The middle encounter attack is an attack method that exchanges space for time. It was proposed by Diffie and Hellman in 1977. From a personal point of view, people refer more to an idea, not only for cryptographic attacks, but also for other aspects, which can reduce the complexity of the algorithm.
The basic principle is as follows
Suppose E and D are encryption functions and decryption functions, respectively, k1 and k2 are the keys used for two encryptions respectively, then we have
$ C = E k_2 (E k_1 (P)) $
Then we can launch
Then, when the user knows a pair of plaintext and ciphertext
- An attacker can enumerate all k1s, store all the encrypted results of P, and sort them according to the size of the ciphertext.
- The attacker further enumerates all k2, decrypts ciphertext C to get C1, and searches for C1 in the result of the first step of encryption. If we search, we can think that we have found the correct k1. And k2.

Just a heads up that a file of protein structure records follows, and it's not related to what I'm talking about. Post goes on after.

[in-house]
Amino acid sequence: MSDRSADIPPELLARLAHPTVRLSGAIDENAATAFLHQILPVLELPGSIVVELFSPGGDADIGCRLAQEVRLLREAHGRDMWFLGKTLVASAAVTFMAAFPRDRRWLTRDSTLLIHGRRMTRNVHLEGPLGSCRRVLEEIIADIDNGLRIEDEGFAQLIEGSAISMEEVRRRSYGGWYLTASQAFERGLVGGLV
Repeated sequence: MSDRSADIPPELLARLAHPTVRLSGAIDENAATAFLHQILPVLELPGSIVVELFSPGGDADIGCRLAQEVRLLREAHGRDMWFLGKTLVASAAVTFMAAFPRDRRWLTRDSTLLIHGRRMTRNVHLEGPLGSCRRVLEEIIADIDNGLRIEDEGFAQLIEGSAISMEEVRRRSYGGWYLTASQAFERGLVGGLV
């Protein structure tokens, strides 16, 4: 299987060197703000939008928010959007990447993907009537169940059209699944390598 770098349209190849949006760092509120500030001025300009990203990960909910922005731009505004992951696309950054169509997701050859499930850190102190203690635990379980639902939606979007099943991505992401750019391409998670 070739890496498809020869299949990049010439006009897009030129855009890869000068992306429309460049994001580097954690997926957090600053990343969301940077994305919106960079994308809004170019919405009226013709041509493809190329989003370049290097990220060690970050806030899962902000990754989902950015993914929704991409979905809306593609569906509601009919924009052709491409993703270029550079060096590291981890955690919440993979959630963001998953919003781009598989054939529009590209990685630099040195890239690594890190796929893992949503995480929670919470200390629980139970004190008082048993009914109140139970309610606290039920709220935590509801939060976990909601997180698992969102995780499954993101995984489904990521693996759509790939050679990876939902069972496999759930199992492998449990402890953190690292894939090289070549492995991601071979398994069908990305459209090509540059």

- If you feel that the results obtained in the second step are not insured, we can also find some clear cipher pairs to verify.
Assuming that the key lengths for both k1 and k2 are n, then our violent enumeration would require O(n^2), now we only need O(n log_2n).
This is similar to the middle encounter attack of 2DES.
- 2018 National Crackmec, see the Wiki AES section
- 2018 Plaid CTF Transducipher, see the principle of the bit attack section.
- 2018 National CrackMe, see the discrete logarithmic part of the Wiki integer field
- 2018 WCTF RSA, see wiki RSA Complex section